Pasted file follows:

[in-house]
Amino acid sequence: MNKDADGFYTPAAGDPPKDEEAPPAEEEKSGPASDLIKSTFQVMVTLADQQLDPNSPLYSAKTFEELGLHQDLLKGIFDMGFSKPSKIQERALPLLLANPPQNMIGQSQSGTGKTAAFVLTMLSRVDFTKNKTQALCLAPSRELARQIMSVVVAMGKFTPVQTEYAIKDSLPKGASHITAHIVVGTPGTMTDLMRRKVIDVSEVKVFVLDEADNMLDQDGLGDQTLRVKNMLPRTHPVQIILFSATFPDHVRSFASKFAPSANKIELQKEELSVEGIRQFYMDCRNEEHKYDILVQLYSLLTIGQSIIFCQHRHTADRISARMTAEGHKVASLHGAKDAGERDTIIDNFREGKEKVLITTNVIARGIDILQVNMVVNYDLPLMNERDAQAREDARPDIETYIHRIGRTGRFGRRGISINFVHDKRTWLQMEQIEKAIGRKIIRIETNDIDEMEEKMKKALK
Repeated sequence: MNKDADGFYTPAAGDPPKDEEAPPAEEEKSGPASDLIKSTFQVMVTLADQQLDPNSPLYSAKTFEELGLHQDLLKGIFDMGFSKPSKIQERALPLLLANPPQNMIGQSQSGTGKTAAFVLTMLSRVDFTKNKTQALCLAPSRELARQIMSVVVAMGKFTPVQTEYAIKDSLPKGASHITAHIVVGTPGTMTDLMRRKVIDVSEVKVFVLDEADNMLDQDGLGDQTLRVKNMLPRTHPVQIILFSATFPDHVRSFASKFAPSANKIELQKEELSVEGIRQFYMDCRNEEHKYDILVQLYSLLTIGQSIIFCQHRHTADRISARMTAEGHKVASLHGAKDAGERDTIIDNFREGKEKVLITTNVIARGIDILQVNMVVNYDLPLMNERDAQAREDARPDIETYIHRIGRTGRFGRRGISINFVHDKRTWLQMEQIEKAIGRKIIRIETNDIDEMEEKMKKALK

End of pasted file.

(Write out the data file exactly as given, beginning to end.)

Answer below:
[in-house]
Amino acid sequence: MNKDADGFYTPAAGDPPKDEEAPPAEEEKSGPASDLIKSTFQVMVTLADQQLDPNSPLYSAKTFEELGLHQDLLKGIFDMGFSKPSKIQERALPLLLANPPQNMIGQSQSGTGKTAAFVLTMLSRVDFTKNKTQALCLAPSRELARQIMSVVVAMGKFTPVQTEYAIKDSLPKGASHITAHIVVGTPGTMTDLMRRKVIDVSEVKVFVLDEADNMLDQDGLGDQTLRVKNMLPRTHPVQIILFSATFPDHVRSFASKFAPSANKIELQKEELSVEGIRQFYMDCRNEEHKYDILVQLYSLLTIGQSIIFCQHRHTADRISARMTAEGHKVASLHGAKDAGERDTIIDNFREGKEKVLITTNVIARGIDILQVNMVVNYDLPLMNERDAQAREDARPDIETYIHRIGRTGRFGRRGISINFVHDKRTWLQMEQIEKAIGRKIIRIETNDIDEMEEKMKKALK
Repeated sequence: MNKDADGFYTPAAGDPPKDEEAPPAEEEKSGPASDLIKSTFQVMVTLADQQLDPNSPLYSAKTFEELGLHQDLLKGIFDMGFSKPSKIQERALPLLLANPPQNMIGQSQSGTGKTAAFVLTMLSRVDFTKNKTQALCLAPSRELARQIMSVVVAMGKFTPVQTEYAIKDSLPKGASHITAHIVVGTPGTMTDLMRRKVIDVSEVKVFVLDEADNMLDQDGLGDQTLRVKNMLPRTHPVQIILFSATFPDHVRSFASKFAPSANKIELQKEELSVEGIRQFYMDCRNEEHKYDILVQLYSLLTIGQSIIFCQHRHTADRISARMTAEGHKVASLHGAKDAGERDTIIDNFREGKEKVLITTNVIARGIDILQVNMVVNYDLPLMNERDAQAREDARPDIETYIHRIGRTGRFGRRGISINFVHDKRTWLQMEQIEKAIGRKIIRIETNDIDEMEEKMKKALK